Portfolio Review

2/23/2009


Focus, Buy lists outperform
So far, 2009 is shaping up to be friendlier than 2008. While the S&P 500 Index was down 12.6% for the year as of Feb. 17, all three of our recommended lists are outperforming by at least six percentage points, with the Focus List up for the year.

Since 2003, the Focus List has risen 9.2%, outperforming the S&P 500 Index by more than 19 percentage points, while the Buy List has gained 21.3%. The Long-Term Buy List is up 0.2%, more than 10 percentage points above the S&P 500’s loss of 10.3%.

Year
Focus
List
(%)
Buy
List
(%)
LTBuy
List
(%)
S&P 500
Index
(%)
2003
20.2
25.0
24.0
26.4
2004
17.5
18.8
8.7
9.0
2005
8.1
10.3
3.5
3.0
2006
12.9
14.8
9.3
13.6
2007
22.8
18.1
10.4
3.5
2008
(48.8)
(44.7)
(36.4)
(38.5)
2009 †
0.8
(1.2)
(6.3)
(12.6)
Since 2003 †
9.2
21.3
0.2
(10.3)
† Through Feb. 17. Note: Returns based on fully invested portfolios excluding dividends and transaction costs.

Quarterly earnings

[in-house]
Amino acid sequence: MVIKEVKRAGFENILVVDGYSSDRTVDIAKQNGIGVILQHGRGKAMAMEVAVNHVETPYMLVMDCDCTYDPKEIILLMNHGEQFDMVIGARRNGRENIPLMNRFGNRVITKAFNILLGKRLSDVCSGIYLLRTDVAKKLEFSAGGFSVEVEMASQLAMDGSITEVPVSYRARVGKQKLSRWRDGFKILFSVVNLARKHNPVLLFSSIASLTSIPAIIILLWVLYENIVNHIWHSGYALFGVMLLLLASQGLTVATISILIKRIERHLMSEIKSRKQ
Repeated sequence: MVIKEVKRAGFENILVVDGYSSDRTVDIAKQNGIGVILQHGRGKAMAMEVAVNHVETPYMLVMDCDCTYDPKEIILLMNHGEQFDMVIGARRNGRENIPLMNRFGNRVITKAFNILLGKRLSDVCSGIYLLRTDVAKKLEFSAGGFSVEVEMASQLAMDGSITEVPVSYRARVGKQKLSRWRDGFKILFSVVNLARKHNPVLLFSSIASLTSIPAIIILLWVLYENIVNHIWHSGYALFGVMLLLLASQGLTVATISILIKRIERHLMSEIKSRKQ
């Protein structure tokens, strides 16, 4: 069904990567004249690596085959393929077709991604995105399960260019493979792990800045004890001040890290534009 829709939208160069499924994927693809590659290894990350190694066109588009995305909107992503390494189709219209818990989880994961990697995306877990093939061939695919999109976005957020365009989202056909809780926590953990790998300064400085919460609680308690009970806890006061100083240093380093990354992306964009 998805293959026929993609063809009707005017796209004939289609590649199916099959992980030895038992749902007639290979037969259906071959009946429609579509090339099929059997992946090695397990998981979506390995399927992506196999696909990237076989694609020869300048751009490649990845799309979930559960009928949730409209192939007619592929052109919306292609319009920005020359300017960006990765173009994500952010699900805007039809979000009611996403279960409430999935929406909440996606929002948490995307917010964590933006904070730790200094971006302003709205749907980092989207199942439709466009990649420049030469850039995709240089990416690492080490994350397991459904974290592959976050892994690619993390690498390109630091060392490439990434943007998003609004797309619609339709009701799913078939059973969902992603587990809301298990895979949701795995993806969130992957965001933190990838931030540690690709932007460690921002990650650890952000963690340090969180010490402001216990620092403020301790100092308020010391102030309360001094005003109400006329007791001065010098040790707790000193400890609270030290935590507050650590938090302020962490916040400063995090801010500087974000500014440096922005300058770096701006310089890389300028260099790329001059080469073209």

Transocean ($56; RIG) posted profits of $3.69 per share excluding special items in the December quarter, up 9% and roughly in line with the consensus. Operating revenue soared 57% to $3.27 billion. Buoyed by demand for ultra-deepwater drilling rigs, the average day rental rate rose 4% from the September quarter. Pending shareholder approval, Transocean may repurchase up to $3.02 billion of stock, representing about 16% of shares outstanding. Transocean is a Focus List Buy and a Long-Term Buy . . . Oceaneering International ($31; OII) earned $0.93 per share in the December quarter, up 15% and in line with Wall Street expectations on 9% revenue growth. Citing economic weakness and low oil prices that could stunt spending on new production projects, the firm projected 2009 per-share earnings of $3.00 to $3.60, ranging from roughly flat with 2008 results to a decline of 16%. The consensus projects profits of $3.48 per share this year. Oceaneering’s guidance sounds conservative, and the stock, which trades for just nine times the midpoint of company guidance for 2009, remains a Focus List Buy . . . Hewlett-Packard’s ($34; HPQ) January-quarter profits rose 8% to $0.93 per share excluding special items, matching consensus estimates. Sales crept up 1% to $28.80 billion on 11% growth in North America. The computer giant expects per-share profits of $3.76 to $3.88 excluding special charges in fiscal 2009 ending October, versus the $3.77 consensus. H-P is a Buy and Long-Term Buy . . . Questar’s ($32; STR) December-quarter profits rose 34% to $0.99 per share excluding special items and beat the consensus by $0.15. Revenue rose 18% to $879 million, helped by a 28% increase in energy production. Citing weaker energy prices and lower capital spending, Questar lowered 2009 earnings and production guidance. At 13 times the low end of its 2009 profit guidance, Questar seems reasonably valued relative to its growth potential and remains a Long-Term Buy . . . PepsiCo ($52; PEP) earned $0.88 per share in the December quarter excluding restructuring charges and losses on commodity hedges, rising 11% and in line with the consensus. Net revenue rose 3%. Pepsi expects lower commodity prices in the second half of 2009 to foster mid- to high-single-digit growth in both sales and per-share profits for the year. The company also plans to repurchase about $2.5 billion in shares, or about 3% of shares outstanding, in 2009. PepsiCo is a Buy and a Long-Term Buy . . . Laboratory Corp. of America ($62; LH) earned $1.10 per share excluding special items in the December quarter, up 6% and a penny better than the consensus. Revenue increased 11% to $1.12 billion on higher testing volume. In 2009, LabCorp projects per-share profits will grow 3% to 8% and revenue will rise 2% to 4%. LabCorp is a Buy and a Long-Term Buy . . . Wal-Mart Stores ($48; WMT) earned $1.03 per share excluding one-time charges in the January quarter, down 2% but $0.04 above the consensus. Total sales rose 2% and U.S. same-store sales excluding gasoline climbed 2.8%. In fiscal 2010 ending January, Wal-Mart expects per-share profits of $3.45 to $3.60, representing growth of 1% to 5%. Wal-Mart is a Long-Term Buy.